The differences between the condenser and most of these ribbons are less pronounced than what I heard during the sax test. However, the U87 is rolled off in the lows, while most of the ribbons have a more pronounced low-frequency response, even at an 8-inch working distance. Said another way, in these a capella tracks, the ribbon mics nearly all sound warmer and fuller in the lows than does the U87.

A few of these ribbons beat the U87 in clarity, as well. “Clarity” often means high-frequency detail, but that’s not how I mean it here. What I mean is that the best of these ribbons have a 3D quality that makes the U87 sound a bit flat.

Now let’s get into the specific models…

The Cathedral Pipes SevilleCathedral Pipes Seville seems to be the standard-bearer for vintage tone. It sounds thick and rich here, if maybe a little veiled. It sounds like it might be happier a few inches farther away from the source, or with a combination high pass (low cut) and high shelf boost EQ.

Note that the first half of this track is about 2dB louder than typical of the other samples, due to the RMS matching approach.

I also hear a few plosives in this track, despite our use of a Steadman metal-mesh pop filter; I suspect this is a side-effect of the mic’s somewhat exaggerated response below 100Hz. (I did a quick experiment and found that a high-pass filter makes a noticeable improvement to the Seville vocal track.)

The front side of the Royer Labs R-101Royer Labs R-101 sounds veiled, too, presumably due the dip around 10kHz in its frequency response.

The rear side of the R-101 sounds very nice on Molly’s vocal. It is slightly less present around 10kHz than the U87, although that could be easily corrected via EQ if desired. And it is warmer in the bass, due to the U87’s rolled off low end. The overall response is smooth and balanced.

At 8 inches, the AEA N22AEA N22 tracks the U87’s response remarkably closely over the vocal range. Outside of that range, the N22 has fuller bass response — which is saying something, considering that the N22 has less output below 200Hz than any other ribbon mic in this test — and the U87 has fuller high frequency response.

I prefer the N22 to the U87 on Molly’s vocal. The N22 makes the U87 sound a bit pushed and phasey in the highs. It is a subtle thing, but I think the N22 has more detail, or higher resolution than the U87.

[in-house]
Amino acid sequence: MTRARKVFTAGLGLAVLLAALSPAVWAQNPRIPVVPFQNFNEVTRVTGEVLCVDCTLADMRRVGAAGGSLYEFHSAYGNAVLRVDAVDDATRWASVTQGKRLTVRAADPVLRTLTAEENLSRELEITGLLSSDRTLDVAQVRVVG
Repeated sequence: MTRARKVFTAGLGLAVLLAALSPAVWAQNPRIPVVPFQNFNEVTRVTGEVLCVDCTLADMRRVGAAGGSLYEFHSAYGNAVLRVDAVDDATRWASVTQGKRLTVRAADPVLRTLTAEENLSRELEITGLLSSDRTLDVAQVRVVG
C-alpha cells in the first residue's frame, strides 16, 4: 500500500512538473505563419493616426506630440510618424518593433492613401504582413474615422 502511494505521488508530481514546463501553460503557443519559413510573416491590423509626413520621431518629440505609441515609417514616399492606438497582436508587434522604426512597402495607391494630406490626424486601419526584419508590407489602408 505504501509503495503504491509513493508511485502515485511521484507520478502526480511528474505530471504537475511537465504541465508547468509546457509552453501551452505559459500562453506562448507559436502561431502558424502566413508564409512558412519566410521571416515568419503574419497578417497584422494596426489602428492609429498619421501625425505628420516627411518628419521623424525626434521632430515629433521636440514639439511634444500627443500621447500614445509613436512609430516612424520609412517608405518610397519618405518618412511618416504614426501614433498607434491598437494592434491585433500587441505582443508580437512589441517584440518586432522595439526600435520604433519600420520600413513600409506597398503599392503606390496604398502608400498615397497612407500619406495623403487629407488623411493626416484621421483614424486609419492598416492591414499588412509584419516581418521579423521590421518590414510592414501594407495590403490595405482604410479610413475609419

Curiously, I did not find the N22 to sound better at 4 inches than 8 inches. The reduced distance increases the proximity effect, but I didn’t find the 8-inch track to be lacking in bass. The 4-inch track loses clarity. A high-pass filter helps, but not enough — the 8-inch track is superior.

The two sides of the AEA R92AEA R92 are subtly different from one another here, moreso than on the John Douglas’ saxophone. The rear side has audibly more output in the lows (below 100Hz). But once that is rolled off, the two sides are all but interchangeable, by which I mean you could punch in one for the other and I wouldn’t notice.

Without processing, I think the front side sounds better; the back side is a bit heavy in the bass, making it sound too dark. With the aforementioned rolloff, both sides sound good. But I prefer the N22 to both of them — the N22 has more presence in the mids, and that seems to flatter the source.

The Mesanovic Microphones Model 2Mesanovic Model 2 is brighter than the U87 on Molly’s voice. That’s not something I’d normally expect to write about a ribbon microphone! And I’m not sure this bright response necessarily helps the mic on this vocal track, as it opens the door to sibilance in a way that most ribbon microphones do not. Listen to the last words of the first line, “entre sueños,” especially the ess sounds.

I am sensitive to exaggerated ess sounds, because they seem to poke out and distract me from the rest of the voice. So, just as I’d reach for a high-pass on some of these other mics, I would want to roll off the highs on this track. As a quick experiment, I set up a 6dB rolloff above 10kHz; it worked very well to bring the Model 2’s highs back to earth.

But to be fair, the Model 2 shows no signs of distortion or overload, and sounds reasonably balanced here (if a bit bright for my taste). And its boosted low bass response gives it a sense of intimacy, as if the singer were standing closer than she actually was.

The Samar Audio Design AL39Samar Audio AL39 tracks the U87 very closely in frequency response over the vocal range. Like all of these ribbons, the AL39 has more low bass than the U87. Unlike most of them, it has a flat-to-rising frequency response above 15kHz.